"Even a child that was born from a rape
has a right to live. '48 was a rape.
But something happened in history.
We have to correct and repair
a lot of things." The next day
the Palestinian papers had his rape line in big headlines.
You have not talked about anti-Semitism,
or self-hatred, said another Zionist,
with a cap on. "I am anti-racist.
And an anti-anti-semite," he said.
"But look at me, do you think
I hate the Jewish?"
More devil eyes flashing.
"I don't hate myself…
I hate the Jewish people?
But that doesn't exist.
How can I hate something that doesn't exist?"
More Zionist claptrap from
the claque: You say that a Jew
can't marry non-Jews in Israel,
but two men can't marry each other
in this country!
Sand laughed. Men should be able
to marry each other here if they want to,
and anyone should be able to marry
anyone else in Israel. Why won't the
state recognize such marriages?
Not because of the orthodox. No: the secular Jews
gave the rabbis the power over marriage
when they founded the Jewish state in '48.
They did so because "they were
not sure of their identity, and needed religious criteria."
What do you think of Israel Shahak,
whose work says that ethnocentrism
and chauvinism are built into the Jewish religion?
Sand said that Shahak was a chemist
and a man of tremendous moral force,
but he didn't know the material.
(I say he's right about this;
all religious doctrines are interlarded with racism.)
Why are you not on Charlie Rose?
asked a man with a beard. The man said,
I watch Charlie Rose every night and I'm up
to here with the Zionism on the show.
He held his hand at his neck.
Not just the Israelis, the American journalists
who imbibe Zionism. Sand didn't seem to know
who Charlie Rose was. He has been on lots
of Israeli TV shows. And been 19 weeks
on the bestseller list in Israel. "Also in France."
I thought, Why has Yivo not asked Sand
to debate Michael Walzer?
Two years back at Yivo/the Center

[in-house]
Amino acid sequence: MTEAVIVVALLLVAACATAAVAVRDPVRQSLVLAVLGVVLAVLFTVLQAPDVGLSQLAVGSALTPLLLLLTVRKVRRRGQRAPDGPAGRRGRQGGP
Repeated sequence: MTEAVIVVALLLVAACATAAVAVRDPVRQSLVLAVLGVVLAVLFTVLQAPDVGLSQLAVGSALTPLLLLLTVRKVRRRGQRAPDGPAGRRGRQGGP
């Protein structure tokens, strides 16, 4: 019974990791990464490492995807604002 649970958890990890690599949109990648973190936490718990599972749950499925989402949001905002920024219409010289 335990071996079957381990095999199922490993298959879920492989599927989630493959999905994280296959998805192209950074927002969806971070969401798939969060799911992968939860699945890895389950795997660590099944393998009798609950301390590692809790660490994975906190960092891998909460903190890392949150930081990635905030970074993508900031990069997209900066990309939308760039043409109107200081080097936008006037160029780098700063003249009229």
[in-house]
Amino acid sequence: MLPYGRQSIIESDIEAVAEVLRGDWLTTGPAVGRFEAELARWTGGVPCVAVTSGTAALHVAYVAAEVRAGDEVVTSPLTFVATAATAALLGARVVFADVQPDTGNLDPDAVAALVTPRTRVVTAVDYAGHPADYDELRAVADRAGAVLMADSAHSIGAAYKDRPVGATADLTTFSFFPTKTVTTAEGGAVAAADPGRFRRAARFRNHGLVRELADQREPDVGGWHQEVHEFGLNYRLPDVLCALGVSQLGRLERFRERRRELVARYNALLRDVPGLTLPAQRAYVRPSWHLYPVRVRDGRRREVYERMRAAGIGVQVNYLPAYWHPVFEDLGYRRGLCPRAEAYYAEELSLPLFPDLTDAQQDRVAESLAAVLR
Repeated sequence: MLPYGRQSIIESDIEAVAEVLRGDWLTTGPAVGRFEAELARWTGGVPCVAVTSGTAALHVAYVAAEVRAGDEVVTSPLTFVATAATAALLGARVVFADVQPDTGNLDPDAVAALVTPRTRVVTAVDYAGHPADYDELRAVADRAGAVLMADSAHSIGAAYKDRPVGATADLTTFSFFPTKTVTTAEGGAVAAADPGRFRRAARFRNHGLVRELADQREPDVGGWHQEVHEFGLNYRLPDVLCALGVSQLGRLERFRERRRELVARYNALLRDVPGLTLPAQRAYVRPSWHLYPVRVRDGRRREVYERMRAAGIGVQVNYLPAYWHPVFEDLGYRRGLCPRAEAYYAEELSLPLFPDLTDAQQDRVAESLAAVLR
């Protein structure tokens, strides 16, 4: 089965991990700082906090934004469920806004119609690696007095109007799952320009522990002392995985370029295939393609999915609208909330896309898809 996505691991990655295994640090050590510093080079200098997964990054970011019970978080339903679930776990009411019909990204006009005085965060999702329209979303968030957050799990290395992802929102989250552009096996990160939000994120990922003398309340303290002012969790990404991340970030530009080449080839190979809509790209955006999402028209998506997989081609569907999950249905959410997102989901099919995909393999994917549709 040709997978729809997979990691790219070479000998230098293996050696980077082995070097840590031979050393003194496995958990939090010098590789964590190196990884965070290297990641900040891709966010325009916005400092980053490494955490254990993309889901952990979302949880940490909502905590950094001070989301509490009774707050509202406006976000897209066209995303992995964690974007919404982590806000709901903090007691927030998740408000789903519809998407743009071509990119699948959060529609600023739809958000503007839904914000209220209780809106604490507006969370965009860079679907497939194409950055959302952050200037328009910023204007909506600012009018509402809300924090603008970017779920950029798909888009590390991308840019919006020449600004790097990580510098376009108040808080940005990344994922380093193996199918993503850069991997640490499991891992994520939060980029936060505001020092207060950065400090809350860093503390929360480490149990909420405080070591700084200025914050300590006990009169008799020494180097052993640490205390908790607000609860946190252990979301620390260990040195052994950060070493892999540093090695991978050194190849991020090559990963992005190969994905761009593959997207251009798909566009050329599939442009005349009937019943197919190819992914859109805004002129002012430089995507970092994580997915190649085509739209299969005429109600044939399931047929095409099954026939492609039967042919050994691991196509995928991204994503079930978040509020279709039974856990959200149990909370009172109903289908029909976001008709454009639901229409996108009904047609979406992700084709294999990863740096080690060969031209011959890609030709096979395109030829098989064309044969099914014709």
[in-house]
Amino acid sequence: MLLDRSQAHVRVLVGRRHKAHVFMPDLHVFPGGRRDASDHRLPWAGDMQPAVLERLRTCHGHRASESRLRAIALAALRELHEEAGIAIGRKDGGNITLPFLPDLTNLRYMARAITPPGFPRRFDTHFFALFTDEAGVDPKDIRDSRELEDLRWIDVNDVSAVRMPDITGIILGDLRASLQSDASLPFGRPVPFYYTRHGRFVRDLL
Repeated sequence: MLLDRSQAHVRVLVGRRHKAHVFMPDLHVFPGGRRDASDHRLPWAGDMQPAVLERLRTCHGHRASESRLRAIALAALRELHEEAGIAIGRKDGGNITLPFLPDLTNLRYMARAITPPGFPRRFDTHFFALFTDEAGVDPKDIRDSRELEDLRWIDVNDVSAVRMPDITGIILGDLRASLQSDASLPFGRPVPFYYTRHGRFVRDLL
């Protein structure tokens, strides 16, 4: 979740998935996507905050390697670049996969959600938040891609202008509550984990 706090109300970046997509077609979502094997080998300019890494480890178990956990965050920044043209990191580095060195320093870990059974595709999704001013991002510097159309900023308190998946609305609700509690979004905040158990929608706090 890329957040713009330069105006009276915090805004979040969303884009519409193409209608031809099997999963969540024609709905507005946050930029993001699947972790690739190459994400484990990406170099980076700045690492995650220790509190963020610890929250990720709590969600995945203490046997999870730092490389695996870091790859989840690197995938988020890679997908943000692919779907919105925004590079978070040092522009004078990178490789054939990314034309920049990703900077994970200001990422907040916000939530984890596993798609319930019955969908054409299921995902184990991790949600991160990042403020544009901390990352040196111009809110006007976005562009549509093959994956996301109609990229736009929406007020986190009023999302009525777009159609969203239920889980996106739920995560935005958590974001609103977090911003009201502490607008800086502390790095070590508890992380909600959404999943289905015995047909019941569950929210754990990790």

for Jewish History, Walzer declared that
the Jews are a people, a people like no other,
without national borders.
They have maintained a political community
for 2000 years without geographical
sovereignty, through a religious-legal structure.
Interesting ideas. And it would be
a fabulous debate. Where are you
chickenshit Yivo, when these great ideas
are bursting forth from the Jews
who hate what Israel is doing to our identity?
I hope I am conveying something of the power
of this event, and its incredible optimism
and second sight. Sand challenged every Jew
in the room to reimagine the future.
"Most of the Jews [in the world today]
are a product of conversion…
I see the shame. And it is a shame.
If you are born in the 20th century,
and we were all born in
the 20th century– to base your identity on biology."
I thought as always of the American
Jewish project: to end the Israel lobby
and to end the myth of Jewish outsiderness.
Sand had addressed this too.
"The destiny of Israel. And the destiny
of the Middle East depnds a lot on you,
Americans." This was a subject for its
own lecture. But it was necessary
for the Americans now to "save us
from ourselves. I'm not joking about this."
Do you fear for your life? someone asked.
"I'm worried in New York.
Not in Tel Aviv. It's not a joke. Really, I'm not joking."
[Shlomo Sand is Professor of History
at Tel Aviv University in Israel and
the author of The Invention of the Jewish People.
This article appeared in mondoweiss.net.]
Sent from Kigali, Rwanda